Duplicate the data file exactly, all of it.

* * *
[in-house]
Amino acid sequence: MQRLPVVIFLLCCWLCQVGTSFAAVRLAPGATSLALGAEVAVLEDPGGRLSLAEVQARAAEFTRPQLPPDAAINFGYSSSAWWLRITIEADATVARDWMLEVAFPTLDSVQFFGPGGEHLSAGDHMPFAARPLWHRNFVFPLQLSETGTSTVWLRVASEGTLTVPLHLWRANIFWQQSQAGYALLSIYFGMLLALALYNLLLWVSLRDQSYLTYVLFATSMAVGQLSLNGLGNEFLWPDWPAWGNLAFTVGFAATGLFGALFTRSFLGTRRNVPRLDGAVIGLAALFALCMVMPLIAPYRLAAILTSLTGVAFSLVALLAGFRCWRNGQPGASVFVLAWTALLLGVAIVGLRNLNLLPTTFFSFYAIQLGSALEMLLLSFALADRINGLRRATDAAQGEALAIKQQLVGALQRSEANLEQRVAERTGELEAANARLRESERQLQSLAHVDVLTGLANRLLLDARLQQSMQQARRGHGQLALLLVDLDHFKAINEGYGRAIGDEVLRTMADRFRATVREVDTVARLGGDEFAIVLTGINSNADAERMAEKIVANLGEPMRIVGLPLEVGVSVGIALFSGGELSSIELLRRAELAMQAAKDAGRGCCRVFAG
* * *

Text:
[in-house]
Amino acid sequence: MQRLPVVIFLLCCWLCQVGTSFAAVRLAPGATSLALGAEVAVLEDPGGRLSLAEVQARAAEFTRPQLPPDAAINFGYSSSAWWLRITIEADATVARDWMLEVAFPTLDSVQFFGPGGEHLSAGDHMPFAARPLWHRNFVFPLQLSETGTSTVWLRVASEGTLTVPLHLWRANIFWQQSQAGYALLSIYFGMLLALALYNLLLWVSLRDQSYLTYVLFATSMAVGQLSLNGLGNEFLWPDWPAWGNLAFTVGFAATGLFGALFTRSFLGTRRNVPRLDGAVIGLAALFALCMVMPLIAPYRLAAILTSLTGVAFSLVALLAGFRCWRNGQPGASVFVLAWTALLLGVAIVGLRNLNLLPTTFFSFYAIQLGSALEMLLLSFALADRINGLRRATDAAQGEALAIKQQLVGALQRSEANLEQRVAERTGELEAANARLRESERQLQSLAHVDVLTGLANRLLLDARLQQSMQQARRGHGQLALLLVDLDHFKAINEGYGRAIGDEVLRTMADRFRATVREVDTVARLGGDEFAIVLTGINSNADAERMAEKIVANLGEPMRIVGLPLEVGVSVGIALFSGGELSSIELLRRAELAMQAAKDAGRGCCRVFAG